The Human Cost
Image credit: Flickr/EyeDJ
Indefinite detention is costly in more ways than one: It costs lives. Since 2000 Inquest has recorded 39 deaths of immigration detainees in immigration removal centres, detention centres and prisons in England and Wales, and 24 of these deaths have been self-inflicted, highlighting the devastating toll that being held indefinitely takes on people.
Simon Hilditch, Communications Officer at charity Detention Action, points out that people may have experienced significant trauma before trafficking, torture and persecution before being detained by the Home Office.
People in detention have partners and children in the UK, also friends and a community, and the uncertainty has a big impact on the family and their friends too.
Mishka, Freed Voices
“We regularly hear from people going through extreme trauma and suffering from a range of serious mental and physical health problems. This is often in relation to previous trauma, such as trafficking, torture or persecution, which detention then exacerbates. But often trauma is a direct result of detention itself; of people being forcibly separated from their families and communities.
We often hear from clients and former clients that the indefinite nature of their detention is particularly difficult to cope with. People are given no indication of when they might be released, and are kept in a near-constant state of uncertainty and despair,” he told RightsInfo.
This despair is also felt by the families, friends and loved ones of the detainee. “People in detention have partners and children in the UK, also friends and a community, and the uncertainty has a big impact on the family and their friends too,” says Mishka.
Hilditch highlights that families are regularly broken up as a result of immigration detention and draws parallels with the Trump administration policy of separating families at the border. “The world was rightly shocked by Donald Trump’s family separation scandal in 2018. But the UK separates families for immigration purposes on a daily basis. The routine detention of children was ended in 2011 and adults are not supposed to be detained if that detention results in a child being taken in to care.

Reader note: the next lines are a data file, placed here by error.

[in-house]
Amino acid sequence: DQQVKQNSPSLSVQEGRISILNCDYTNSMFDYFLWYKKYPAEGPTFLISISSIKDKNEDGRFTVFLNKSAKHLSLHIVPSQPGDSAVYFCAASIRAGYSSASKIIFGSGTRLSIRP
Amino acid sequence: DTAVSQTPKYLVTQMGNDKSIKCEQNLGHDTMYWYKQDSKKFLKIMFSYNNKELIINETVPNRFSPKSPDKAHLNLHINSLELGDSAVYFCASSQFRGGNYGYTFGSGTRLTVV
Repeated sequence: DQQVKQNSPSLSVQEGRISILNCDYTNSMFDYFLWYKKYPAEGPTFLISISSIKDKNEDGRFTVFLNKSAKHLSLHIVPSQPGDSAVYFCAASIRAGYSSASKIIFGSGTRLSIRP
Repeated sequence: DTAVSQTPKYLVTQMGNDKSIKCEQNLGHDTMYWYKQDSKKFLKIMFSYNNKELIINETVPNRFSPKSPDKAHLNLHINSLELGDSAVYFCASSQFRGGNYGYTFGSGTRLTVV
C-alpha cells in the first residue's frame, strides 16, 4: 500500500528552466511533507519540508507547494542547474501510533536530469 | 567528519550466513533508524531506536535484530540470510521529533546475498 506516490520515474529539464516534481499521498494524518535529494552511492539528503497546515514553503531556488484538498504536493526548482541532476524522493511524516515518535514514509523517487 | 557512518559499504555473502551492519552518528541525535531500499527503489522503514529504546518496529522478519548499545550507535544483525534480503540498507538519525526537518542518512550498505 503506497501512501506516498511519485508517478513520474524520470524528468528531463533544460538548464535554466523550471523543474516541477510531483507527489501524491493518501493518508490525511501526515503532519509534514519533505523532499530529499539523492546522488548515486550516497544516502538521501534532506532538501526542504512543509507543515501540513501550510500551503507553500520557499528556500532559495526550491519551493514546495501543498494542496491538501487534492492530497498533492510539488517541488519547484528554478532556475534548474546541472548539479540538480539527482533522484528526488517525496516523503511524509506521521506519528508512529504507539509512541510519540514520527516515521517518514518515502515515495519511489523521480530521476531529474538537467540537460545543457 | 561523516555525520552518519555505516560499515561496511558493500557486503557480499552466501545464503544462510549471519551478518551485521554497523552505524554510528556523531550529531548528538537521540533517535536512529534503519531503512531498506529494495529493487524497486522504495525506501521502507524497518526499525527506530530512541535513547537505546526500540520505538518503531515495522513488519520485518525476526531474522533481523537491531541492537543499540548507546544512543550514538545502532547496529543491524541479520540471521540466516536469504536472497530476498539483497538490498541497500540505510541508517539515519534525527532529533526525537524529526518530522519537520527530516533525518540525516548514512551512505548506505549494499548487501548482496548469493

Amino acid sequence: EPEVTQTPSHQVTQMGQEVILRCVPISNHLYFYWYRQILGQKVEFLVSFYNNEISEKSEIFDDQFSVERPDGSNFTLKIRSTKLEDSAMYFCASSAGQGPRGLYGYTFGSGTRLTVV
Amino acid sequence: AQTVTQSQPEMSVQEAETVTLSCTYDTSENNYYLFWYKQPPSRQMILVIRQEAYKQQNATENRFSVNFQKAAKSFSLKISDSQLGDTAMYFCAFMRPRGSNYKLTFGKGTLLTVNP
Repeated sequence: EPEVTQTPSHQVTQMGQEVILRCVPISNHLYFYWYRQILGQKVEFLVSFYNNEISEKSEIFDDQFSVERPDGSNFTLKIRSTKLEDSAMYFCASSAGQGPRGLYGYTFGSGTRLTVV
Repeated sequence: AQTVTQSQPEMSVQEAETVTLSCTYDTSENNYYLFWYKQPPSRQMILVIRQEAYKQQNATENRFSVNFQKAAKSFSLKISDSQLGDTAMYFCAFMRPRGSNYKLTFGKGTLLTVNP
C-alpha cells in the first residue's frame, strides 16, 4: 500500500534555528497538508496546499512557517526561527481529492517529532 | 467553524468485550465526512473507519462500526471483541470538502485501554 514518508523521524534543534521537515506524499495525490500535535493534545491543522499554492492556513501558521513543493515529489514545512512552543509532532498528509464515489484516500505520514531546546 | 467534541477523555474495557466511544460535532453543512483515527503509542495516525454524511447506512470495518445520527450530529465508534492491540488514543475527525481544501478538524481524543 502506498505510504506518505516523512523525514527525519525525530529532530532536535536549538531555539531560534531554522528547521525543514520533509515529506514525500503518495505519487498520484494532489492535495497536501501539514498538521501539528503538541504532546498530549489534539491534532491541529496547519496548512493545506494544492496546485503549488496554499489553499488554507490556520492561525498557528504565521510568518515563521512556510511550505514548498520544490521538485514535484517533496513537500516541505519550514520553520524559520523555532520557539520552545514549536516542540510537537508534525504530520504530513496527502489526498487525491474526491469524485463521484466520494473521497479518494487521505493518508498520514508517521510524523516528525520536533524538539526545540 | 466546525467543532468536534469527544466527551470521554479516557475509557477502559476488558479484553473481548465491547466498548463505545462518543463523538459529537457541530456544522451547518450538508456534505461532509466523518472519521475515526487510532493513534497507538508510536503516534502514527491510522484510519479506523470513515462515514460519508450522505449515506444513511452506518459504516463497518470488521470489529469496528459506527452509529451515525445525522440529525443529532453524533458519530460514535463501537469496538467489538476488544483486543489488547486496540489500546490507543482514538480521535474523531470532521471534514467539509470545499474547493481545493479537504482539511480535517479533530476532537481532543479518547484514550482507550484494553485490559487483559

“These safeguards are poorly implemented, however, and a significant proportion of those detained in the UK have children that they are forcibly separated from for long periods. Bail for Immigration Detainees have documented hundreds of cases of parents being separated from their children. This separation inevitably has a terrible effect on their families. We’re talking about parents missing children’s birthdays and fathers and mothers being arrested and taken from the family home in the middle of the night.”
Indefinite Detention Cost Taxpayers More Than £500million Over Four Years
A protest at Yarl’s Wood in August 2015 Credit:: Flickr/EyeDJ
Beyond the terrible human cost is the financial cost. Over a four year period from April 2013 to March 2017, the government spent £523.5 million on immigration detention. The revelation led to politicians calling for the introduction of a limit on how long people can be detained for immigration reasons.
On top of that between 2012 and 2017 the government paid out £21 million in compensation to 850 people it had mistakenly detained – these include people caught up in the Windrush scandal which saw scores of British citizens illegally removed from the country.
The Home Office held an eight-month-old baby in immigration detention for 12 days.
Shockingly in recent weeks, it has come to light that the Home Office held an eight-month-old baby, and his mother, in immigration detention for 12 days. It transpired the baby was a British citizen and the baby and his mother have since been awarded £5000 and £20000 by the Home Office, respectively, for false imprisonment.
In 2016 the former prison ombudsman Stephen Shaw carried out an independent review of indefinite detention and found that it costs on average £92.67 to keep a person in detention for one night, amounting to nearly £34,000 per year.
How Indefinite Detention Violates Human Rights
Indefinite detention breaches human rights both in international agreements that the UK is a signatory to and also under the Human Rights Act 1998.